Pricing: You can always start by trying out the free version, which comes with some streaming limits and a StreamYard watermark on your videos. The two paid plans are Basic at $25 per month ($20 if billed annually) and Professional at $49 per month ($39 if billed annually).

    Bottom line: Consider StreamYard for easy interview streaming and recording, panel discussions, and quick show-and-tell demos with a talking head and screen share. Keep in mind that this may not be the best tool for professional, polished productions.


    • Straightforward setup, easy to start streaming
    • Easy way to add guests
    • OS agnostic
    • 24/7 support


    • Limited to 1080p30 maximum streaming resolution
    • Very few professional streaming features (e.g., no way to add custom transitions, virtual sets, chroma keying, PTZ camera control, advanced output like NDI or SRT, instant replay, custom motion graphics)
    • Limited layout customization options (limited to templates)


    Telestream’s Wirecast is a powerful live production tool packed with advanced features to create polished, professional live broadcasts.


    Wirecast is compatible with both macOS and Windows and comes in two versions: Studio and Pro.

    Both versions include unlimited inputs, 4K encoding resolution, advanced audio mixing, individual input monitoring, unlimited RTMP output destinations (i.e., multistreaming), and multiple simultaneous recordings. Additionally, users can benefit from social aggregation tools and access to the animated lower-thirds title library and an integrated stock media library.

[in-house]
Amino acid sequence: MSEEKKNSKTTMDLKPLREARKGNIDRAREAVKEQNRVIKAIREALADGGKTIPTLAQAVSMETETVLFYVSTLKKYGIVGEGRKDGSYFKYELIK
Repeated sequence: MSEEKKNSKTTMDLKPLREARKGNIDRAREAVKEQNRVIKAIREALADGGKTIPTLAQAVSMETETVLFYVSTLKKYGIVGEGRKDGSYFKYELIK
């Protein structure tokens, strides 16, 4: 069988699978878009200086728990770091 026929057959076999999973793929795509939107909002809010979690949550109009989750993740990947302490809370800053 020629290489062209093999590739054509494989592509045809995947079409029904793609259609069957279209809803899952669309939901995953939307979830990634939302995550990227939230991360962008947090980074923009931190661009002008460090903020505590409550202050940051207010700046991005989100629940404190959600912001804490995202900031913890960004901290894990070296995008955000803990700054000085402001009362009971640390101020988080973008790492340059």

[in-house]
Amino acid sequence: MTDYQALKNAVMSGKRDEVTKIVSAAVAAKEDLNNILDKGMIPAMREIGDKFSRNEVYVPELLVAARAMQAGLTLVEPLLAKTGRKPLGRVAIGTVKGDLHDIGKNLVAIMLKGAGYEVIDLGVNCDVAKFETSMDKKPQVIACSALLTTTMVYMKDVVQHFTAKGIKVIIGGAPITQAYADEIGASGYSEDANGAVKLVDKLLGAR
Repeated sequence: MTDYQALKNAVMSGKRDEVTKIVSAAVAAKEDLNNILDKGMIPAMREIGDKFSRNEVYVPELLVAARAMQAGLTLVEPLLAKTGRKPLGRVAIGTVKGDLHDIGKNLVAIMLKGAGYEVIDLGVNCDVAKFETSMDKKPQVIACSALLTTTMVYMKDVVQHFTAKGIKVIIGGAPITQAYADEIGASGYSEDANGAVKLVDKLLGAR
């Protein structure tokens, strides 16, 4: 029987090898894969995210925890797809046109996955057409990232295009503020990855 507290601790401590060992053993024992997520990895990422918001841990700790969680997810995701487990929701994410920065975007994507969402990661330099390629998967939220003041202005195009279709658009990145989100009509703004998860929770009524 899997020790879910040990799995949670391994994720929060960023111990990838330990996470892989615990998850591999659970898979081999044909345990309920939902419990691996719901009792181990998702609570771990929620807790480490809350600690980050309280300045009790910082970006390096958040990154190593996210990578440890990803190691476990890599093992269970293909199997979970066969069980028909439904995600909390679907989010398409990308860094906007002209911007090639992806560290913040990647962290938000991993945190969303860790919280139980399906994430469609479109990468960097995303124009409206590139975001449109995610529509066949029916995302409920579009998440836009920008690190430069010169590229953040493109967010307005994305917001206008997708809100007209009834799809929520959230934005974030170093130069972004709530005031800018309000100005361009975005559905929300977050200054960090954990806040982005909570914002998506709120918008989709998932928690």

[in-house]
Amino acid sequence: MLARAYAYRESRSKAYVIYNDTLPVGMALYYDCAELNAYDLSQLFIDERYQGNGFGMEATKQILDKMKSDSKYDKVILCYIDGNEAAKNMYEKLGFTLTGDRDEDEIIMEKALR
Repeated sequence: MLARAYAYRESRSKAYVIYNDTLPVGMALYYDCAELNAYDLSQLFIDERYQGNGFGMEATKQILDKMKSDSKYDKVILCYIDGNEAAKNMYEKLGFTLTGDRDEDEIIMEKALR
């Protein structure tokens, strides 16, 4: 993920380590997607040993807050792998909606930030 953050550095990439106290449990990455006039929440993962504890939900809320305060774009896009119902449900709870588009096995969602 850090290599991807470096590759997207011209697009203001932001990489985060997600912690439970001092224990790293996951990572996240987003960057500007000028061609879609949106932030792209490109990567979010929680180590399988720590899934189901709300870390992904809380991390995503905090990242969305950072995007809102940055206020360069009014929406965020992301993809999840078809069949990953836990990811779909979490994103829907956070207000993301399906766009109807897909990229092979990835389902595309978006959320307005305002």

The Pro version is geared toward advanced remote production, featuring remote PTZ camera control, sports production tools (e.g., instant replay, live scoreboards), virtual sets and backgrounds, SDI, HDMI, and NDI output, and ISO recordings of individual sources. Additionally, you can connect up to seven remote guests via Wirecast Rendezvous conferencing with the Pro version.

    Pricing: Right now, you can get Wirecast Studio for $599 and Wirecast Pro for $799. You can also take advantage of the unlimited free trial. However, be prepared to see (and hear) a Wirecast watermark over your videos.

    Bottom line: Wirecast is the top choice for live streaming at the most professional level.


    • A professional live production tool, packed with advanced features
    • Great support
    • New features/updates constantly coming out


    • A considerable upfront investment
    • Resource intensive (consider using a powerful dedicated machine)
    • UI will likely be intimidating to beginner streamers


    vMix is a feature-rich live streaming and production software designed for professional use. vMix supports a wide range of inputs such as cameras, web browsers, video files (with an extensive list of supported formats), SRT and NDI inputs, and more. Other production features include HD virtual sets, premade and custom animated titling and overlays, built-in pro audio mixer, PTZ camera control, live video effects, multistreaming, and multi-bitrate encoding. In addition to streaming and recording, you can also output your production or ISO sources as SDI, NDI, or SRT.


    vMix offers a remote contribution tool called vMix Call that can be especially useful for hybrid and virtual event production. Use it to bring up to eight live participants into your production via a browser link. Another useful feature is “Instant Replay,” which lets you create on-the-fly replays and highlight reels that are perfect for sports broadcasts. Both of these are included with the more advanced license editions.